MOUNTAIN IN SHADOW – Interview with LOIS PATIÑO: “The man is only a part of a whole… a kind of transitional fade. We are no longer in a waking state, but in a state of reverie in which the ends of the identity vanish.”

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Luciana Dumitru: MOUNTAIN IN SHADOW moves to more abstract images as they unfold, from the more romantic take in the most of your videos. What did you find interesting in this approach?

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OUR DAYS, ABSOLUTELY, HAVE TO BE ENLIGHTENED – Interview with JEAN-GABRIEL PÉRIOT: “I really believe in the power of music as a tool to share emotions. I thought those voices, coming up from a closed place, will be enough to move the audience.”

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Oana Ghera: I know that OUR DAYS, ABSOLUTELY, HAVE TO BE ENLIGHTENED started as a piece of performance art, a concert you worked out with the inmates, but I was curious to know how did you go from that to the experimental documentary that is Our Days…?

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RIVER RITES – Interview with BEN RUSSELL: “I never thought about film as a tool for translation but rather as a way of conjuring, as a means for bringing the unseen out of the shadows and transforming time into a body that we all could understand.”

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Luciana Dumitru: Michel de Certeau writes about the experience of a French travel writer, Jean de Léry, in Tupi, using the term “remainder” for that which couldn’t be translated (into words). In Léry’s case, the overwhelming (subjective) aural and visual pleasures, from the language he couldn’t understand and strange sounds to the visceral experiences of being surrounded by naked bodies. De Certeau says “proximity is presence without possession.”  In your experience of living within the community of Saramaccan animists can you talk about “remainders” that you wanted to pin down? If so, how did film help you? More importantly, what are the “remainders” of this film – RIVER RITES (which is different from the lived experience)?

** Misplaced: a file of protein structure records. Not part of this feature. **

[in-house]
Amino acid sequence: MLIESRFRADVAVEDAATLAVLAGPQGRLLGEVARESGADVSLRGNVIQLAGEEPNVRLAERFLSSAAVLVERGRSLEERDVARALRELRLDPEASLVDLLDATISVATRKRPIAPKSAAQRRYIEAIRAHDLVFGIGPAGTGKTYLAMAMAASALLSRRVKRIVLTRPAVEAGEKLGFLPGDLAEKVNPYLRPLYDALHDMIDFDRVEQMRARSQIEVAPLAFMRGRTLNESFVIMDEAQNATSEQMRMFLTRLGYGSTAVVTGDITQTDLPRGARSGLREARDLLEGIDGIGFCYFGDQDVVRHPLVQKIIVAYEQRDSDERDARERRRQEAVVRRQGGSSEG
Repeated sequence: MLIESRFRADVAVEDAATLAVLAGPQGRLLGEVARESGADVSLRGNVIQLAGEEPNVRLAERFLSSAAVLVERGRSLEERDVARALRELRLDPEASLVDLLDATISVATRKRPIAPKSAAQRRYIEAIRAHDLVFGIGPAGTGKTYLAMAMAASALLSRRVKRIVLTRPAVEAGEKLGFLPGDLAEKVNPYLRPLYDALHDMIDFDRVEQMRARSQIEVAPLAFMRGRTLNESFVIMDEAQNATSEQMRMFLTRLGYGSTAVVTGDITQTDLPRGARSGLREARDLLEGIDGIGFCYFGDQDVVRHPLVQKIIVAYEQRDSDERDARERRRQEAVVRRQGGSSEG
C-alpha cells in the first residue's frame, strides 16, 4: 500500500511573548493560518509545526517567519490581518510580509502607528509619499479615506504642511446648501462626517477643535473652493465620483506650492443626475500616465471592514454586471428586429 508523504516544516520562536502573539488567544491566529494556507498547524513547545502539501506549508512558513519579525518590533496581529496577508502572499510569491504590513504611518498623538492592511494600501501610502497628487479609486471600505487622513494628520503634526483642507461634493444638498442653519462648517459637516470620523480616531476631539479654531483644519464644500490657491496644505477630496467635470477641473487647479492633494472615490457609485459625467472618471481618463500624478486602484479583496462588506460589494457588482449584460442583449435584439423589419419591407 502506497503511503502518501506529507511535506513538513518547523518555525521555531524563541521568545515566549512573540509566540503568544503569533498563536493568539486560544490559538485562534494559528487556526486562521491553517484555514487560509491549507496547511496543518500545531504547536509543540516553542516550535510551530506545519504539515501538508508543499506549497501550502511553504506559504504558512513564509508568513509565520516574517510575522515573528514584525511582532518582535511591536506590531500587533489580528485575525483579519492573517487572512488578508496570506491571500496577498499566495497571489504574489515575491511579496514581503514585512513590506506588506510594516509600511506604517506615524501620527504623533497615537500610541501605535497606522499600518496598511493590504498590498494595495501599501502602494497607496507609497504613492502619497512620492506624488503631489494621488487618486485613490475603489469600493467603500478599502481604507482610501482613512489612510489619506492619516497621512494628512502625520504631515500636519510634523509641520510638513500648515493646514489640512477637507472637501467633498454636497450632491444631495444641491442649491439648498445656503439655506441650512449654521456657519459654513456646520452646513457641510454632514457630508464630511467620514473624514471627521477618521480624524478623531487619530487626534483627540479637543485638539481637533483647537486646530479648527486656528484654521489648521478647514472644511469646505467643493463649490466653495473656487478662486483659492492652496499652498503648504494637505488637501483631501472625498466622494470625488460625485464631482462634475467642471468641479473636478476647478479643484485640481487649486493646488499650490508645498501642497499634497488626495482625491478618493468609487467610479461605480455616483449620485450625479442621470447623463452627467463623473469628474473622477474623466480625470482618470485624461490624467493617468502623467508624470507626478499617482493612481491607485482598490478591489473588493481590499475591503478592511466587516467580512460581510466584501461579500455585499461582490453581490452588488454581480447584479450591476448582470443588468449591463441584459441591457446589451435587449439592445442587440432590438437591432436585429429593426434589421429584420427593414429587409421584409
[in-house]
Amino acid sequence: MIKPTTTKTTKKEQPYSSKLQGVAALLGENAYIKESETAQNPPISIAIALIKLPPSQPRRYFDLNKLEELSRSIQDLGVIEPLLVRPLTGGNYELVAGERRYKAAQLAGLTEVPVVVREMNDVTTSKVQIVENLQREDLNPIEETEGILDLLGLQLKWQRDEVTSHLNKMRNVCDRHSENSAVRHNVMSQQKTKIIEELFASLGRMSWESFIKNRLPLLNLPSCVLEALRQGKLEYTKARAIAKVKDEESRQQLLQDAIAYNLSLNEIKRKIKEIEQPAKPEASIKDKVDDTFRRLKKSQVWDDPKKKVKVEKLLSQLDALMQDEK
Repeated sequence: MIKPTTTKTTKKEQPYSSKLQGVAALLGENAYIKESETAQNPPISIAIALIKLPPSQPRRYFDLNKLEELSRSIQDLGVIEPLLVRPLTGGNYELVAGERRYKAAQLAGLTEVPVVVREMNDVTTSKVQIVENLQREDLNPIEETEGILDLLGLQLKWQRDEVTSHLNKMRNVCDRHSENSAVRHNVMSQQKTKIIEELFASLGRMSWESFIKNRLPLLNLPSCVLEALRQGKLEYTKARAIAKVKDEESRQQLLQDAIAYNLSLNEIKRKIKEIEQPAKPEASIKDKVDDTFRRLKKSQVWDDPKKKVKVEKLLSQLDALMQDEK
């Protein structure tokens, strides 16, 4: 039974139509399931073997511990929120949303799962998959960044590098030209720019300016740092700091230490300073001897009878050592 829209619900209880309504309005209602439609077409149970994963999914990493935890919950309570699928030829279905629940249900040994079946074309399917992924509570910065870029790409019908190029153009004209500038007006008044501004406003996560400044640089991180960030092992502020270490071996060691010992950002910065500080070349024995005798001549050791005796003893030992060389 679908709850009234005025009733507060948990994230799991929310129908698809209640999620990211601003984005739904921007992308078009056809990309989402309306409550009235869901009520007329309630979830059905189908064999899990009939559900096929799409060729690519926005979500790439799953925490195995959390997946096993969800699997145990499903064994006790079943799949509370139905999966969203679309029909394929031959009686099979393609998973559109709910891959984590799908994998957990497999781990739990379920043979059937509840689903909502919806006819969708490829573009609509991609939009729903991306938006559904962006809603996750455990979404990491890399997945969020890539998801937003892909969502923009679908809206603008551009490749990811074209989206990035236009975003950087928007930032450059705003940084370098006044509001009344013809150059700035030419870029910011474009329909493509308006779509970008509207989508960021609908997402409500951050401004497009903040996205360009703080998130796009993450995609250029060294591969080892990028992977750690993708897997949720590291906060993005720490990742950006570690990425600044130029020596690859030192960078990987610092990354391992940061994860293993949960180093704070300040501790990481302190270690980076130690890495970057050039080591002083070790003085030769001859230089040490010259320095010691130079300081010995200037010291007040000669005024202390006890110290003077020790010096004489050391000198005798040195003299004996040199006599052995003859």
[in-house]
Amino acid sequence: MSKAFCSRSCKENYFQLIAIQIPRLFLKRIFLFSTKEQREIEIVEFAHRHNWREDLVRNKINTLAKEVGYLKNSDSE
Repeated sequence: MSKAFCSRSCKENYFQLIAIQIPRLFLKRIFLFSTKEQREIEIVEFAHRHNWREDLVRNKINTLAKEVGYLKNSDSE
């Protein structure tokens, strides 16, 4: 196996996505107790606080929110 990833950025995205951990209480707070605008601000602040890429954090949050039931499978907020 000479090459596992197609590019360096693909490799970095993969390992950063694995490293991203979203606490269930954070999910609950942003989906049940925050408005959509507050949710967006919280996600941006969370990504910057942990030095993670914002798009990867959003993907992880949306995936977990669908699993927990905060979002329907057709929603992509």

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NOT EYE – Interview with LAUREN MOFFATT: “Because of the role the camera plays as the conductor of plot in cinema, whoever is holding it essentially has the power.”

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Luciana Dumitru: NOT EYE drew my attention in two directions: looking (and being looked upon) and the gaze in cinema. Some philosophers think of identity as fragmented, non-unitary, non-essentialist, unfixed. In looking and being looked upon, there is an undoing of each other, in a certain sense. You’ve said the character has a problem finding her own identity,“she sees it fragmented” because of the others’ look. Can you say a few words about the relation between the other’s look and the fragmented identity?

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AS THE FLAMES ROSE – Interview with JOÃO RUI GUERRA DA MATA: “As feelings are timeless, cinema should move in the same direction, an acute abstraction of reality that takes you forward while making you look back.”